Is the Great Ocean Road one of the world’s best coastal rides? Rob Slade thinks so…
Stretching for 151 miles, Great Ocean Road is one of the most popular routes in Australia. While this means it can be a bit of a tourist trap, the incredible coastal scenery certainly does its best to make up for it.
The road lines part of the south-eastern coast of Australia, starting and finishing at the Victorian cities of Torquay and Allansford. Along the way it passes an incredible range of terrain including pristine rainforests, picture-perfect beaches and dramatic limestone and sandstone cliffs.
Highlights include remarkable rock formations such as London Arch, The Grotto and the famously dramatic Twelve Apostles. With quaint towns, untouched beaches and jaw-dropping cliffs also lining the route, there are ample places to stop for a break or an overnight rest.
For all of its winning attributes, Great Ocean Road does have its setbacks. As a popular tourist destination, it can suffer from congestion, especially in the summer.
Likewise, the road is privy to speed limits ranging between 60-100kph (37-62mph) which are often heavily policed, so make sure you’ve got an eye on the speedo.
With that said, this road is best enjoyed at a slower pace. It is one of the most spectacular coastal roads in Australia, and maybe even the world, so you’d do well to take it easy while soaking up the views.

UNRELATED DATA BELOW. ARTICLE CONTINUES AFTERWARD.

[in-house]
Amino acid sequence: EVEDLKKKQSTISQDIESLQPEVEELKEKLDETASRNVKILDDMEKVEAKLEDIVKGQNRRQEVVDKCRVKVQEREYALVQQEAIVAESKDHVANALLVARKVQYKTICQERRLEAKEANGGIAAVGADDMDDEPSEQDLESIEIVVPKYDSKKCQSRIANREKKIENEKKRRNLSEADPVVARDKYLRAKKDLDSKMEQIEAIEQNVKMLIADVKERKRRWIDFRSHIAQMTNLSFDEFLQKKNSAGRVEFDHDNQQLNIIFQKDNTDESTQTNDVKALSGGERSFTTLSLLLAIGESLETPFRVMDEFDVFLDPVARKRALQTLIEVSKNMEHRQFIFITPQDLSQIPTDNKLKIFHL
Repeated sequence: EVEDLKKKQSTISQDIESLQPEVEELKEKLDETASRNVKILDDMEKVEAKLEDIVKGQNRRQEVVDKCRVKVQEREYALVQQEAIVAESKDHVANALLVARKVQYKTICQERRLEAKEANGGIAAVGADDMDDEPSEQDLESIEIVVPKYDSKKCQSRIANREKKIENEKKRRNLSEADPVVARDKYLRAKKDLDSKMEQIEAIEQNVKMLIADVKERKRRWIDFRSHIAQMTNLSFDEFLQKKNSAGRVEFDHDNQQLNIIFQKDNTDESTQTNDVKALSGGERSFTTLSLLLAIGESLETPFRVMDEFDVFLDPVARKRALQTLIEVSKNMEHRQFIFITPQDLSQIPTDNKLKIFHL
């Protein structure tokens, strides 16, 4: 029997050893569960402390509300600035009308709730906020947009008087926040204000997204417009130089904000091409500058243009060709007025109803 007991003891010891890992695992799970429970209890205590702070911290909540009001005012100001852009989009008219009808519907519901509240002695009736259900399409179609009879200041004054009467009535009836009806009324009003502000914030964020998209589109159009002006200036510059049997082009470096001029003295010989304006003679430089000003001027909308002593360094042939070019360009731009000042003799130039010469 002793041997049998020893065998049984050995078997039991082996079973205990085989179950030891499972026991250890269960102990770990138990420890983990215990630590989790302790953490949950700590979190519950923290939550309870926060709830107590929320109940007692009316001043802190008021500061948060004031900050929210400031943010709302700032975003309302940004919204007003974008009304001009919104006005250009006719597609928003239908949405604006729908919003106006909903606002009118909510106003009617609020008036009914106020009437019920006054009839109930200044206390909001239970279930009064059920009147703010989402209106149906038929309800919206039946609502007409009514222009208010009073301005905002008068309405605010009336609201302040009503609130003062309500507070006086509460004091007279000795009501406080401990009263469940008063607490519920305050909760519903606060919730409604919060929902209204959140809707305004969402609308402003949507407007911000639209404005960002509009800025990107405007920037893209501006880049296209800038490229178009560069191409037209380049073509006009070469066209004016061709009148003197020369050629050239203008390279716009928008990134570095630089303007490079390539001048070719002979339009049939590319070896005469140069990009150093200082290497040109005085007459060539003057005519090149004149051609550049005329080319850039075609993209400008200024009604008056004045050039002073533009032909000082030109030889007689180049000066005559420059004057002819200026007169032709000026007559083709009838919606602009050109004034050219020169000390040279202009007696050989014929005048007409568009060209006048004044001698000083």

That’s not to say it’s no fun to ride. If you catch the road on a quiet day you’ll certainly enjoy the twists, turns and long sweeping bends as the road rises and falls. But ultimately, it’s the landscape that makes this road so worth a look. Just watch out when the road closely skirts the coast as there is often an incredibly steep drop-off that you do not want to get friendly with.
Although it’s a relatively short road, you’d do well to break it up over a few days to get the best out of it. There are plenty of motels, campsites and hostels lining the route with options suiting all budget types.
This not only allows you to soak up the towns, beaches, rainforests and wildlife, but it also means you’ll not be disappointed if one day is dampened by the weather.
The closest city is Melbourne (just 62 miles away), and the road makes a great side trip for anyone visiting the city. Pack some camping gear, a camera and a couple of beers and you certainly won’t forget it in a hurry.
The more you know
The road was constructed between 1919 and 1932 by roughly 3,000 returning soldiers who saw service in First World War.
It has been dedicated to soldiers that were killed in the First World War making it the world’s largest war memorial.
In 1962, the Tourist Development Authority deemed the road to be one of the world’s great scenic roads.
The Victorian Police motor school used the road as a training ground around 1966.
A network of walking trails follows the coastline near to the road for roughly 64 miles between Apollo Bay and the 12 Apostles.
Occasionally, parts of the road have to be closed due to rockfall and wildfires.